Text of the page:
The United States, under the Eisenhower administration had finally conquered inner-space with its new hero's, Lieutenant Don Walsh and Jacques Piccard, and the new administration, under President Kennedy would continue to explore the magnificent ocean while ambitiously directing significant resources toward conquering outer-space with the Mercury, Gemini and Apollo space programs.
The 1953 Rolex DEEP-SEA Special Prototype
The following ad from Rolex shows the early prototype of the Rolex DEEP-SEA Special that set an earlier record in 1953 on the Bathyscaph Trieste when it set a record of 10,350 feet. This watch differs from the one version that was attached to the Bathyscaph Trieste in 1960 in that it has what appears to be a spinning bezel.
The 1960 Rolex DEEP-SEA Special Prototype
This next ad is from early 1961 and Rolex shares its stunning story of accomplishment. It is fascinating to note that Hans Wilsdorf, the founder of Rolex was born on March 22, 1881 and passed away on July 6, 1960 in Geneva, just 6 months after the Rolex DEEP-SEA Special prototype had set the world depth record.
Han's Wilsdorf's Oyster Perpetual had successfully conquered the top of the world and the bottom of the ocean–his work was done and he must have passed away one satisfied man.
1964 Rolex Cities Under The Sea
In the mid-t0-late 1960s it was apparent to everybody, including Rolex, that Rolex owned the world of Aquatic Watches. Rolex was eager to share this rich heritage with the world as we see in the 1964 ad.
1967 U.S. Navy Submariner
Rolex's relationship with the U.S. Navy would deepen significantly when Rolex co-developed the original SEA-DWELLER with the U.S. Navy SEALAB diver, Bob Barth. Rolex seems to have understood, in many ways that exploring the magnificent world of the ocean in some way held the key to mankind's understanding of land.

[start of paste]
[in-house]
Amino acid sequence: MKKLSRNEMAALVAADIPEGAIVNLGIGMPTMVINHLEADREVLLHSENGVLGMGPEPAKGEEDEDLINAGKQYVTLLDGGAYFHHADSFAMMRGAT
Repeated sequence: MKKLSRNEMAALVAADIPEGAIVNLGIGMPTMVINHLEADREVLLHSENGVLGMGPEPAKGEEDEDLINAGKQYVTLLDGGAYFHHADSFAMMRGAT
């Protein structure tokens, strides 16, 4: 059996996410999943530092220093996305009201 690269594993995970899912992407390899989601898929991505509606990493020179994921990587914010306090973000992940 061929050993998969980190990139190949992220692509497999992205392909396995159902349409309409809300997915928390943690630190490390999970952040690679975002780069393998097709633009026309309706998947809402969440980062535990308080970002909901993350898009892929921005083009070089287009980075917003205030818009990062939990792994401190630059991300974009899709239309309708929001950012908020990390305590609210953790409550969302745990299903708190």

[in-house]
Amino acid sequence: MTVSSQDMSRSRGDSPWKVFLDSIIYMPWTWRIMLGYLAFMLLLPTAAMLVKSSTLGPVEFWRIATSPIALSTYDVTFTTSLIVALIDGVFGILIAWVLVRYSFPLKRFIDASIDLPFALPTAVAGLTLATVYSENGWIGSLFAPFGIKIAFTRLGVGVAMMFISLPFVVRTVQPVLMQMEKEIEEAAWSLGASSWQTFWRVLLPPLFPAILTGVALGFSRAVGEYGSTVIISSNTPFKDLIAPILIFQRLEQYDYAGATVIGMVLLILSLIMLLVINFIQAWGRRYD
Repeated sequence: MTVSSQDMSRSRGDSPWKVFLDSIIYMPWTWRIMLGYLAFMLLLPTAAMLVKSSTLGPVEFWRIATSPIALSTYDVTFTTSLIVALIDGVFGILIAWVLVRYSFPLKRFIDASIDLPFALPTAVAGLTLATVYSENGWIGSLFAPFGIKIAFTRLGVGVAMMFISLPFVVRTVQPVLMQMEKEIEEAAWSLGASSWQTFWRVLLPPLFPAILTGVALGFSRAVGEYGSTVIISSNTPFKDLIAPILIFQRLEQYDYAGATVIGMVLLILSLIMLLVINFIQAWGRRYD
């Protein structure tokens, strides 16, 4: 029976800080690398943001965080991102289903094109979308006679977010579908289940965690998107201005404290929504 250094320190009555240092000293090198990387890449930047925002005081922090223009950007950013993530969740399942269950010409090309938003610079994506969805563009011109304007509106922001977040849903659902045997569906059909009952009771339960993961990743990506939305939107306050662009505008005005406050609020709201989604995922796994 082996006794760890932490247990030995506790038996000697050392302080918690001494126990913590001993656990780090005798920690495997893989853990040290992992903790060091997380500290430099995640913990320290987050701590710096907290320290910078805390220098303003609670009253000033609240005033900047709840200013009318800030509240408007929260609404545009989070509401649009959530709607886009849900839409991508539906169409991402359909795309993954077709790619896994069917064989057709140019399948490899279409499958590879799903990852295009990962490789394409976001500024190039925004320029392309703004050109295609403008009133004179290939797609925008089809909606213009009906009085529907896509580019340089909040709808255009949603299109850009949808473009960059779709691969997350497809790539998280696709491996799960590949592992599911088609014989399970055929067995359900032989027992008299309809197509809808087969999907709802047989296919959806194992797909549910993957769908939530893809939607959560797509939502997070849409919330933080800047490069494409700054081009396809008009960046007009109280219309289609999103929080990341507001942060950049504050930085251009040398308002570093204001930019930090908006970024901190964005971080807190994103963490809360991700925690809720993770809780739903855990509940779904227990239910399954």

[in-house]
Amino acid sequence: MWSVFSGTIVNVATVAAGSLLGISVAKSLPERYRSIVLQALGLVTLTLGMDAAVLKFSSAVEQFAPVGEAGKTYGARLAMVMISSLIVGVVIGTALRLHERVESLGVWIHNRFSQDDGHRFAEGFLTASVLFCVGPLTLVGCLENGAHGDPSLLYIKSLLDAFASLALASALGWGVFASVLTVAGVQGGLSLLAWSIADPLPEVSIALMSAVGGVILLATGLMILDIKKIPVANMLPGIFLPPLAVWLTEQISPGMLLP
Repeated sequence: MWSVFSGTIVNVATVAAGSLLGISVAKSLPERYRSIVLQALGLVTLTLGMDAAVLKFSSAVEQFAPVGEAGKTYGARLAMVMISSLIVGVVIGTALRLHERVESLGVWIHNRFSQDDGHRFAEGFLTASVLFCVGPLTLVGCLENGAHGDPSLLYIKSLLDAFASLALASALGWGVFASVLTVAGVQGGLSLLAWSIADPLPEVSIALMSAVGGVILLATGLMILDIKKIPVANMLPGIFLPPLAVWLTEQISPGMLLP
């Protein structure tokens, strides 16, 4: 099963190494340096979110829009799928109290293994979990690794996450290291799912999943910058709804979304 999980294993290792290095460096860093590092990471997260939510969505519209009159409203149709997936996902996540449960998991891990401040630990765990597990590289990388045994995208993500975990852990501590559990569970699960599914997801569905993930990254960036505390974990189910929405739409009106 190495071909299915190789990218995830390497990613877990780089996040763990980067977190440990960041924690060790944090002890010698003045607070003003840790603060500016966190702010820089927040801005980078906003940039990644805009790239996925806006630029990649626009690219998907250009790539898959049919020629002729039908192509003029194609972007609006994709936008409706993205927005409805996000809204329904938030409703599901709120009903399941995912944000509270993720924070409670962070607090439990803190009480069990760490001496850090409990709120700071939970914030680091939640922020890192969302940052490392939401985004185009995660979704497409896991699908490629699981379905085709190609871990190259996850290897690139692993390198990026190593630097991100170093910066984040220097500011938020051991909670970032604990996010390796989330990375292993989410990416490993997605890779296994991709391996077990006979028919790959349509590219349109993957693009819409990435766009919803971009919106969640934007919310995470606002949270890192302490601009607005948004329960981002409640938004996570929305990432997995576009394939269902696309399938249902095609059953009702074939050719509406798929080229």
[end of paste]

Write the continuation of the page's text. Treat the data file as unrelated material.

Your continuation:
U.S. NAVY DEEP-SEA Divers
The Development of the Rolex SEA-DWELLER with Operation SEA-LAB
Rolex developed the Rolex SEA-DWELLER with the U.S. Navy SEALAB diver Bob Barth. Bob Barth is pictured below, third from the left. The SEA-DWELLER came about because members of his SEA-LAB teams were experiencing the crystals poping-off their Rolex Submariner watches during decompression because of the build-up of helium gas in the Oyster case.
Bob Barth came up with the idea to build in a helium release valve in the Submariner. In an upcoming part of The Complete History Of The Rolex Submariner & SEA-Dweller we will be enjoying a podcast interview with Bob Barth and we we will also learn all the amazing details of the development of the SEA-DWELLER with SEA-LAB.
By the way, after Operation Nekton, Bathyscaphe Trieste pilot, Captain Don Walsh attempted to join Operation SEA-LAB and the Navy refused, telling him he had his time in the sun. This must have been extremely frustrating for Captain Walsh, since SEA-LAB continued to revolutionize much of the invaluable scientific research he had achieved. Captain Don Walsh, being an avid explorer also applied to NASA to be the first aquanaut/astronaut and was once again rejected on the basis that he had achieved his glory–but at least he tried.